The man is only about twenty feet down, and it’s an easy climb, but as soon as her feet touch the ledge, it begins to crumble. She tenses her body trying to focus on keeping her weight off of the ledge and knowing that it’s probably useless. She carefully shifts her weight until she leaning over the man. He’s breathing at least, so she nudges his shoulder. He doesn’t respond.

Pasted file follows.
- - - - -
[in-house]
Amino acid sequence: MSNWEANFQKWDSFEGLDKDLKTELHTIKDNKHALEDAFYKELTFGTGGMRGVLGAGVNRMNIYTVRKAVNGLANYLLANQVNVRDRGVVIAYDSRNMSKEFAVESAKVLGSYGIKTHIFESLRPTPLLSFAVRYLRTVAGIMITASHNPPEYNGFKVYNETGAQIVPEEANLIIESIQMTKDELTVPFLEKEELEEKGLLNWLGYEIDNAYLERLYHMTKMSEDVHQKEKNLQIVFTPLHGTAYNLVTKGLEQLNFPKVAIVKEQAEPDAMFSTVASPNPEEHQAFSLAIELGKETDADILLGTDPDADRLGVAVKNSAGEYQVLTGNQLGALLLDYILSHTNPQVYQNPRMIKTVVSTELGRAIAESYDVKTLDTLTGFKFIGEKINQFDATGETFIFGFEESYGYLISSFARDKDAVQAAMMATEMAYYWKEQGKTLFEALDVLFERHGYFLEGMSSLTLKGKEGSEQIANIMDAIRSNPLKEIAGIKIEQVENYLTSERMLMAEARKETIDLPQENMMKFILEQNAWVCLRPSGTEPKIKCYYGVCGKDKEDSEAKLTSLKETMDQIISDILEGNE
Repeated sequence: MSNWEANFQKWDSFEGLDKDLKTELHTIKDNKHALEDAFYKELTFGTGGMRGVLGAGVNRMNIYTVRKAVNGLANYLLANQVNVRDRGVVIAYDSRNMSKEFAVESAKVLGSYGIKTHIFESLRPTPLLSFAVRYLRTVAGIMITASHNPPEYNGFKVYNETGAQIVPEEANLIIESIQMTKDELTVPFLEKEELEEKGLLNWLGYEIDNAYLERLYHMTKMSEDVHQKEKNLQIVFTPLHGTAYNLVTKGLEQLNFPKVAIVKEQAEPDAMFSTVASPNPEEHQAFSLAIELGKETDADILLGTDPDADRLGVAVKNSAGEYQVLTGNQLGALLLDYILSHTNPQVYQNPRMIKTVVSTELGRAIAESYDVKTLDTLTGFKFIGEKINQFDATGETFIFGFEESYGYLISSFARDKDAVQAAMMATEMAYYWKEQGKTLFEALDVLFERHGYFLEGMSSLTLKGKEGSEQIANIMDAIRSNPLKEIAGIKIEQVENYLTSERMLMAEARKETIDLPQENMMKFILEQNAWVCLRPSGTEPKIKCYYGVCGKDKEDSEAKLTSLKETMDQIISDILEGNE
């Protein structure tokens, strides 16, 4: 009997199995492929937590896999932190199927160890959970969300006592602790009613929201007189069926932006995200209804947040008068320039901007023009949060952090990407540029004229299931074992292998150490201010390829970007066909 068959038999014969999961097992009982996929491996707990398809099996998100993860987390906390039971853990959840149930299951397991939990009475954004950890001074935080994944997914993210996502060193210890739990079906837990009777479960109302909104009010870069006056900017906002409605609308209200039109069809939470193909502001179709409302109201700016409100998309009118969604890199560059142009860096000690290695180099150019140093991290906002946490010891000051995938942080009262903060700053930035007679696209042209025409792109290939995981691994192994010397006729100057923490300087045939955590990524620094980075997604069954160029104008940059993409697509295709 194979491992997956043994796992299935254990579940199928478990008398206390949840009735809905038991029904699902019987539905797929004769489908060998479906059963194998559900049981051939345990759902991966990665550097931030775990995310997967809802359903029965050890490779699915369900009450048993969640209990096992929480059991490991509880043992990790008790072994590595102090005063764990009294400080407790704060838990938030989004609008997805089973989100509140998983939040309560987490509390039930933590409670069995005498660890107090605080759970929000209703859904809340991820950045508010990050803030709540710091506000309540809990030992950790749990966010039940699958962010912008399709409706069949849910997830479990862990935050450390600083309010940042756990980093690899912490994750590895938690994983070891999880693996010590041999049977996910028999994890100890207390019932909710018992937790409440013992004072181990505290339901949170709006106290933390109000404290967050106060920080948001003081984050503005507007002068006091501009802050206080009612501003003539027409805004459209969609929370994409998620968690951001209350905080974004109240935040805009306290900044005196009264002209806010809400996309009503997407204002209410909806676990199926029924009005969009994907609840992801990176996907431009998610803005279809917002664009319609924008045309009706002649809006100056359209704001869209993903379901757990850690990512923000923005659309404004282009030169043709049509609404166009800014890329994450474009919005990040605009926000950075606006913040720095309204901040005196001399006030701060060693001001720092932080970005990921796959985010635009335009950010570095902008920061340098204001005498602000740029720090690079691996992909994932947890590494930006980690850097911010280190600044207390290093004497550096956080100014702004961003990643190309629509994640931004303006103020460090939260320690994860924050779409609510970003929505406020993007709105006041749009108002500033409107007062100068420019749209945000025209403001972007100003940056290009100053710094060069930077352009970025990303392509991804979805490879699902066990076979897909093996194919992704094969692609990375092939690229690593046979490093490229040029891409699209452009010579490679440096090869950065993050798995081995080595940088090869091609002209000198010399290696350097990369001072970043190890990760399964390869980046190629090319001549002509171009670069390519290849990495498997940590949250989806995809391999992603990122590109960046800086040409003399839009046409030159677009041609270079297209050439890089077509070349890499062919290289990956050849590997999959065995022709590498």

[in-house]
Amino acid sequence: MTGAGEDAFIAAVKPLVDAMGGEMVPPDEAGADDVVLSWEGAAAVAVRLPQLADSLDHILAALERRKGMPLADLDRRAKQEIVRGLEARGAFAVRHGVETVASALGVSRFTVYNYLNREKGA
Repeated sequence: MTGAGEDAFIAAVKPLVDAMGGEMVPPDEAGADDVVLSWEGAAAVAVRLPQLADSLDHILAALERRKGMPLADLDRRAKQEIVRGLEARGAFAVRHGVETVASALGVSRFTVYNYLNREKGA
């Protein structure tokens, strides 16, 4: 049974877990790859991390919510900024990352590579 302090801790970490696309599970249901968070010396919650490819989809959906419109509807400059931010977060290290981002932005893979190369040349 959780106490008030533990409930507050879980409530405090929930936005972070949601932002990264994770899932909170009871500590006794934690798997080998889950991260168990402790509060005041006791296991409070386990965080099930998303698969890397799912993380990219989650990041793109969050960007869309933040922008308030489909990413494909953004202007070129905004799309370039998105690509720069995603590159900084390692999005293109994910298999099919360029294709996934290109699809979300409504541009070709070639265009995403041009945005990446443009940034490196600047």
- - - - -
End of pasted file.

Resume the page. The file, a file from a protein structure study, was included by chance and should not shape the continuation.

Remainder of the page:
Pip slowly ties the rope around him like a harness and then around herself being careful not to move to much, or to push him off the ledge. It’s barely big enough for them to be on it at the same time. She takes a deep breath and begins to climb back out again. It’s easy for the first few feet until the rope grows taut and she has to start lifting the man too. She tries to do it slowly so she doesn’t hurt him any more than he already is, but the ledge cracks more and gives way before she even has him all the way lifted off of it. The rest of the man’s weight nearly drags her down. She has to dig her fingers deep into the rocks so she doesn’t lose her grip. One of her nails, the right ring finger nail, is broken almost all the way off. She grits her teeth to keep from screaming and keeps on climbing before the Pests can grab the man’s feet and start pulling on them. She would definitely fall if that happened. Thankfully the falling ledge slows them down by crushing the unfortunate ones underneath. The rest climb over the dead or dying Pests and reach for the man, their fingers barely reach his untied shoe laces. The rest of the climb is rhythmic. She moves one leg up and pushes then the other. And when her legs need a break, she uses her arms to pull. By the time she reaches the top of the almost canyon, she’s exhausted.